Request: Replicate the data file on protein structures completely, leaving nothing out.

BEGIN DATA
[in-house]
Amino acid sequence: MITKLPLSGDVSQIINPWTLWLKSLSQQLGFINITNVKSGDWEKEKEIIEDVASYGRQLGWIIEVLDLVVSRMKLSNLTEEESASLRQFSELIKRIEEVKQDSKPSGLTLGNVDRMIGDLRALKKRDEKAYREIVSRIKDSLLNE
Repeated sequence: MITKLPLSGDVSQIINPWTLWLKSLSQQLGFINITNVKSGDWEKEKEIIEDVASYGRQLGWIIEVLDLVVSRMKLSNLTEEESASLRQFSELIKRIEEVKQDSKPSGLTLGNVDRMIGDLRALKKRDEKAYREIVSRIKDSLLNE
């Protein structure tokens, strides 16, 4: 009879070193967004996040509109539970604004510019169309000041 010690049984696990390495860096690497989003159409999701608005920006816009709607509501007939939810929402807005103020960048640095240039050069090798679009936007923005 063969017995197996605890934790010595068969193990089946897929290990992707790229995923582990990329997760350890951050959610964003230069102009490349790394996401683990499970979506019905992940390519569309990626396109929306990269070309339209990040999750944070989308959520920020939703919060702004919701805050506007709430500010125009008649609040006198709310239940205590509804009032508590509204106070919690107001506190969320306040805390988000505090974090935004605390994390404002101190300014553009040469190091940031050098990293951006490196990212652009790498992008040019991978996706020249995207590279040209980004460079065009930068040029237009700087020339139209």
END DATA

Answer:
[in-house]
Amino acid sequence: MITKLPLSGDVSQIINPWTLWLKSLSQQLGFINITNVKSGDWEKEKEIIEDVASYGRQLGWIIEVLDLVVSRMKLSNLTEEESASLRQFSELIKRIEEVKQDSKPSGLTLGNVDRMIGDLRALKKRDEKAYREIVSRIKDSLLNE
Repeated sequence: MITKLPLSGDVSQIINPWTLWLKSLSQQLGFINITNVKSGDWEKEKEIIEDVASYGRQLGWIIEVLDLVVSRMKLSNLTEEESASLRQFSELIKRIEEVKQDSKPSGLTLGNVDRMIGDLRALKKRDEKAYREIVSRIKDSLLNE
């Protein structure tokens, strides 16, 4: 009879070193967004996040509109539970604004510019169309000041 010690049984696990390495860096690497989003159409999701608005920006816009709607509501007939939810929402807005103020960048640095240039050069090798679009936007923005 063969017995197996605890934790010595068969193990089946897929290990992707790229995923582990990329997760350890951050959610964003230069102009490349790394996401683990499970979506019905992940390519569309990626396109929306990269070309339209990040999750944070989308959520920020939703919060702004919701805050506007709430500010125009008649609040006198709310239940205590509804009032508590509204106070919690107001506190969320306040805390988000505090974090935004605390994390404002101190300014553009040469190091940031050098990293951006490196990212652009790498992008040019991978996706020249995207590279040209980004460079065009930068040029237009700087020339139209």